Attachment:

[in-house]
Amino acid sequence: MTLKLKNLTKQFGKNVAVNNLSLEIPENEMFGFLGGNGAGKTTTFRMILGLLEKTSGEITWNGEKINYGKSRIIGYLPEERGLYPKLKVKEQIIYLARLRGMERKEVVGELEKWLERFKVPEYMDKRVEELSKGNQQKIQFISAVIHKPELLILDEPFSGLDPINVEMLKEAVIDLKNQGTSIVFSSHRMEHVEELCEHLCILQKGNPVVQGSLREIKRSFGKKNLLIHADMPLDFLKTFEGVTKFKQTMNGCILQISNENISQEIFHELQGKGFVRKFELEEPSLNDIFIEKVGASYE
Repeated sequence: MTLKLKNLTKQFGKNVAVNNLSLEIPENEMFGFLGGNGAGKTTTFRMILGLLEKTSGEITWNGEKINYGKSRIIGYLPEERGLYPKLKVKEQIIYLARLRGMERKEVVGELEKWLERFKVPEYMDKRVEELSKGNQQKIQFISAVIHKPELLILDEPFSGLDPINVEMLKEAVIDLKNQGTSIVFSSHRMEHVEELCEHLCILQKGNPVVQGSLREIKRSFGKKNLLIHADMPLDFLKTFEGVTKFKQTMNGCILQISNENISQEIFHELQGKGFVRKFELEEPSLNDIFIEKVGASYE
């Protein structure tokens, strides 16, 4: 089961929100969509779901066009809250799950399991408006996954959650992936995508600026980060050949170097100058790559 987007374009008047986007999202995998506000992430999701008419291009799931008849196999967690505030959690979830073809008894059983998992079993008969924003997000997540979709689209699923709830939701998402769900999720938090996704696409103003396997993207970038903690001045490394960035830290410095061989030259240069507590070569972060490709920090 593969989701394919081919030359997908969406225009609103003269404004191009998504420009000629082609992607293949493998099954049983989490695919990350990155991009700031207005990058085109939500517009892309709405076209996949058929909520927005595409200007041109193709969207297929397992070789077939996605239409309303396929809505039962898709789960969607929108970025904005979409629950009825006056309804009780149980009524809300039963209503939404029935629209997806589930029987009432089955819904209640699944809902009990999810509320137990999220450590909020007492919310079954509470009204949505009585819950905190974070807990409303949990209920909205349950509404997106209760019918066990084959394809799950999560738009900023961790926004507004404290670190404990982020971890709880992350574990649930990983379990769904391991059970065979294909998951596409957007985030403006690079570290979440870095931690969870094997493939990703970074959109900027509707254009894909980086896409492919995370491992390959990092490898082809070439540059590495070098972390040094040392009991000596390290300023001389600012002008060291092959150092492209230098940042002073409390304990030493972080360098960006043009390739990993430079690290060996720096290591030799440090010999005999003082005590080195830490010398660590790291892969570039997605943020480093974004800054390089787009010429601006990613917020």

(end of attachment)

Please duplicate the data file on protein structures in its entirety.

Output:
[in-house]
Amino acid sequence: MTLKLKNLTKQFGKNVAVNNLSLEIPENEMFGFLGGNGAGKTTTFRMILGLLEKTSGEITWNGEKINYGKSRIIGYLPEERGLYPKLKVKEQIIYLARLRGMERKEVVGELEKWLERFKVPEYMDKRVEELSKGNQQKIQFISAVIHKPELLILDEPFSGLDPINVEMLKEAVIDLKNQGTSIVFSSHRMEHVEELCEHLCILQKGNPVVQGSLREIKRSFGKKNLLIHADMPLDFLKTFEGVTKFKQTMNGCILQISNENISQEIFHELQGKGFVRKFELEEPSLNDIFIEKVGASYE
Repeated sequence: MTLKLKNLTKQFGKNVAVNNLSLEIPENEMFGFLGGNGAGKTTTFRMILGLLEKTSGEITWNGEKINYGKSRIIGYLPEERGLYPKLKVKEQIIYLARLRGMERKEVVGELEKWLERFKVPEYMDKRVEELSKGNQQKIQFISAVIHKPELLILDEPFSGLDPINVEMLKEAVIDLKNQGTSIVFSSHRMEHVEELCEHLCILQKGNPVVQGSLREIKRSFGKKNLLIHADMPLDFLKTFEGVTKFKQTMNGCILQISNENISQEIFHELQGKGFVRKFELEEPSLNDIFIEKVGASYE
């Protein structure tokens, strides 16, 4: 089961929100969509779901066009809250799950399991408006996954959650992936995508600026980060050949170097100058790559 987007374009008047986007999202995998506000992430999701008419291009799931008849196999967690505030959690979830073809008894059983998992079993008969924003997000997540979709689209699923709830939701998402769900999720938090996704696409103003396997993207970038903690001045490394960035830290410095061989030259240069507590070569972060490709920090 593969989701394919081919030359997908969406225009609103003269404004191009998504420009000629082609992607293949493998099954049983989490695919990350990155991009700031207005990058085109939500517009892309709405076209996949058929909520927005595409200007041109193709969207297929397992070789077939996605239409309303396929809505039962898709789960969607929108970025904005979409629950009825006056309804009780149980009524809300039963209503939404029935629209997806589930029987009432089955819904209640699944809902009990999810509320137990999220450590909020007492919310079954509470009204949505009585819950905190974070807990409303949990209920909205349950509404997106209760019918066990084959394809799950999560738009900023961790926004507004404290670190404990982020971890709880992350574990649930990983379990769904391991059970065979294909998951596409957007985030403006690079570290979440870095931690969870094997493939990703970074959109900027509707254009894909980086896409492919995370491992390959990092490898082809070439540059590495070098972390040094040392009991000596390290300023001389600012002008060291092959150092492209230098940042002073409390304990030493972080360098960006043009390739990993430079690290060996720096290591030799440090010999005999003082005590080195830490010398660590790291892969570039997605943020480093974004800054390089787009010429601006990613917020």